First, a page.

By Max Clarke
Unpredictable increases to the National Minimum Wage are hurting local retailers, the Association of Convenience Stores (ACS) has said.
The body representing more than 35,000 convenience stores across the UK argues that the number of National Minimum Wage (NMW) increases is adding a burden to small retailers at a time of retail uncertainty. Since the NMW was first set by Tony Blair in 1999, it has risen incrementally from £3.90 to its current rate of £5.93. In October 2011 it will rise again to £6.08.
“Employment costs are the biggest outgoing for convenience store retailers and unpredictable minimum wage increases at a time when the other costs of running a business are skyrocketing will only lead to more staff being laid off,” said ACS Chief Executive James Lowman.
“The most effective way of influencing the Low Pay Commission is to give them the facts about how retailers react to change in the minimum wage, and this survey is extremely important in making sure retailers get their voices heard.”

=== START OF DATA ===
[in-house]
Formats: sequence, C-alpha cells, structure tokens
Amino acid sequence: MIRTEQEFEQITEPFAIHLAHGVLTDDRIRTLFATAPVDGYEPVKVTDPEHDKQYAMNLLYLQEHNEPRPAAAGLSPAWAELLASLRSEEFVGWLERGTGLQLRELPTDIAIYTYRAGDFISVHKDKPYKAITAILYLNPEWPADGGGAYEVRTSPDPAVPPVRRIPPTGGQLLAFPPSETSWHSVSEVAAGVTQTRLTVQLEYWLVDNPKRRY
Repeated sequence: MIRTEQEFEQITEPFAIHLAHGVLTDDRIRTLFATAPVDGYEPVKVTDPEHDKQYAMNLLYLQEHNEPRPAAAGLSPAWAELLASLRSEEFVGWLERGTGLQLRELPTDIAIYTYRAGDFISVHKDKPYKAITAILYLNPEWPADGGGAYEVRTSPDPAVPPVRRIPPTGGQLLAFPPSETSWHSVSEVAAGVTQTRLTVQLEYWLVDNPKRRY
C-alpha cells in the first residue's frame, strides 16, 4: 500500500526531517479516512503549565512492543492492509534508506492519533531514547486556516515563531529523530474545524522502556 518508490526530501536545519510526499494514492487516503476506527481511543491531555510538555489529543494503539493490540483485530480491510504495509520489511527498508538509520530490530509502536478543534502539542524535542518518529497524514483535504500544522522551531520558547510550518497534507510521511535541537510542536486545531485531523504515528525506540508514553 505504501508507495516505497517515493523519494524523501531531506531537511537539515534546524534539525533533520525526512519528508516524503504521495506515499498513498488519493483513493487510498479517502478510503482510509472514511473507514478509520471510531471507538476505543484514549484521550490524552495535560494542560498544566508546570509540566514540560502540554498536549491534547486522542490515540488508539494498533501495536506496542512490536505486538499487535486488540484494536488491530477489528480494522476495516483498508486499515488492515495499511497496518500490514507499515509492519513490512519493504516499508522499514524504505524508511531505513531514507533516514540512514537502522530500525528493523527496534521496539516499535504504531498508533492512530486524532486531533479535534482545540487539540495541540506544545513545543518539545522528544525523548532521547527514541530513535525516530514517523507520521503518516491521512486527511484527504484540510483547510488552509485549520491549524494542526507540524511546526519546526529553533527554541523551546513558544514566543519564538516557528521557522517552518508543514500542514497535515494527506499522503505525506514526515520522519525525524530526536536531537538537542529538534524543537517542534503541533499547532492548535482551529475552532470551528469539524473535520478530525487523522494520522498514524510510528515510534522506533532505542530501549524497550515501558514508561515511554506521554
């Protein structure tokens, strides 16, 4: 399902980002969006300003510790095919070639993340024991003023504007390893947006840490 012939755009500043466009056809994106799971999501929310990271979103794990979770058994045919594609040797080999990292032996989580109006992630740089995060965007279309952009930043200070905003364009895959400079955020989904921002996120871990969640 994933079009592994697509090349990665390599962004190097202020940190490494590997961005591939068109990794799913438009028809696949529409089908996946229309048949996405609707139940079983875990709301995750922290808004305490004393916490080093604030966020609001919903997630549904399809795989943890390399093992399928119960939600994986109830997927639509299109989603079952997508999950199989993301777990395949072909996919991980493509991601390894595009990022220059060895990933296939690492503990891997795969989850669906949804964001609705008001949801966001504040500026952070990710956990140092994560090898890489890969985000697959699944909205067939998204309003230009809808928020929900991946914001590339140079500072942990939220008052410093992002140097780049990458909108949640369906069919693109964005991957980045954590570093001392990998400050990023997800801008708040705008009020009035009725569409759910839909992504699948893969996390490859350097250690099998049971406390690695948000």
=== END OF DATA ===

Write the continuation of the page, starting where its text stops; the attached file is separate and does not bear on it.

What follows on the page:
Retail across the UK is in decline, with employment in the sector having declined for three consecutive quarters as high street vacancies exceed 14.5%. Adding to the cost of employing staff will prevent boosting headcount in the sector.
Unions, however, support rate rises, as comments TUC (Trades Union Congress) General Secretary, Brenden Barber: "The increases in minimum wage rates show that the government understands the NMW must remain an important part of working life."
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